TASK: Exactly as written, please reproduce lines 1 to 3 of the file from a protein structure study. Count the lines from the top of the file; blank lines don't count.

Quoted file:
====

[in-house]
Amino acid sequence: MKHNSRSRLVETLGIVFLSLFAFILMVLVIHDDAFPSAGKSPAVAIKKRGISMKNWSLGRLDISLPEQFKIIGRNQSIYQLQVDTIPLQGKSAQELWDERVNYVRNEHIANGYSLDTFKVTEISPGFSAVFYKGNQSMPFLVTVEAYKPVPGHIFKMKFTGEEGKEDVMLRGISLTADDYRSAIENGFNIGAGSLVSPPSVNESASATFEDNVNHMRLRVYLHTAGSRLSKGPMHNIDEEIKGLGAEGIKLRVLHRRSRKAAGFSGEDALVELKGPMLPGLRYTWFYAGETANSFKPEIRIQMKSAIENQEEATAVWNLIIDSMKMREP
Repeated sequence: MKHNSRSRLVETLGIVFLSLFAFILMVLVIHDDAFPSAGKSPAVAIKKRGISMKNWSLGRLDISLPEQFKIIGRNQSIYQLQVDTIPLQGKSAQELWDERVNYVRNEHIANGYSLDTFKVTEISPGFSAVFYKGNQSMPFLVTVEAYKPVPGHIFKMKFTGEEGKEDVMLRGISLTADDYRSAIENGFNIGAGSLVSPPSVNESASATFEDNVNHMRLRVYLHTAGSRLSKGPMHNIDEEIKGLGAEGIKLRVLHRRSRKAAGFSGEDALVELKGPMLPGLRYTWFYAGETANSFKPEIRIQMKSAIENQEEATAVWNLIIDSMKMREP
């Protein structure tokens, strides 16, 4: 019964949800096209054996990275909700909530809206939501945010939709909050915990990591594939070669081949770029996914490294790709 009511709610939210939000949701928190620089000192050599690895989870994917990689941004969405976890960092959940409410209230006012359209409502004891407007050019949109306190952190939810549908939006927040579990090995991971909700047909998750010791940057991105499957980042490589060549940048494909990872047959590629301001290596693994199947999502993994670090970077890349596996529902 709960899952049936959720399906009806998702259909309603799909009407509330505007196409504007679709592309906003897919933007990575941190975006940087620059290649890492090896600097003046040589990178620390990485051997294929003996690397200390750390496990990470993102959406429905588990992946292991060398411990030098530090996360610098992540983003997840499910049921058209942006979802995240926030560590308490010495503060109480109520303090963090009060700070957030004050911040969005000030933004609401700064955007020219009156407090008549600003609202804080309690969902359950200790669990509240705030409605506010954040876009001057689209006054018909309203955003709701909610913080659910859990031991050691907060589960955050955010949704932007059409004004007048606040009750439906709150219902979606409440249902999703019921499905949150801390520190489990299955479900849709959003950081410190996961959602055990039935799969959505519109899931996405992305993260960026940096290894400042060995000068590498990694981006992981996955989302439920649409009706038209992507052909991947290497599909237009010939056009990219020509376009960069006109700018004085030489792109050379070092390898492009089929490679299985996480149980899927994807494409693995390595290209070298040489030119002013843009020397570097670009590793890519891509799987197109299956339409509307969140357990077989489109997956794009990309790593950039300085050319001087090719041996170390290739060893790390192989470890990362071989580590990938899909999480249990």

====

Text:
[in-house]
Amino acid sequence: MKHNSRSRLVETLGIVFLSLFAFILMVLVIHDDAFPSAGKSPAVAIKKRGISMKNWSLGRLDISLPEQFKIIGRNQSIYQLQVDTIPLQGKSAQELWDERVNYVRNEHIANGYSLDTFKVTEISPGFSAVFYKGNQSMPFLVTVEAYKPVPGHIFKMKFTGEEGKEDVMLRGISLTADDYRSAIENGFNIGAGSLVSPPSVNESASATFEDNVNHMRLRVYLHTAGSRLSKGPMHNIDEEIKGLGAEGIKLRVLHRRSRKAAGFSGEDALVELKGPMLPGLRYTWFYAGETANSFKPEIRIQMKSAIENQEEATAVWNLIIDSMKMREP
Repeated sequence: MKHNSRSRLVETLGIVFLSLFAFILMVLVIHDDAFPSAGKSPAVAIKKRGISMKNWSLGRLDISLPEQFKIIGRNQSIYQLQVDTIPLQGKSAQELWDERVNYVRNEHIANGYSLDTFKVTEISPGFSAVFYKGNQSMPFLVTVEAYKPVPGHIFKMKFTGEEGKEDVMLRGISLTADDYRSAIENGFNIGAGSLVSPPSVNESASATFEDNVNHMRLRVYLHTAGSRLSKGPMHNIDEEIKGLGAEGIKLRVLHRRSRKAAGFSGEDALVELKGPMLPGLRYTWFYAGETANSFKPEIRIQMKSAIENQEEATAVWNLIIDSMKMREP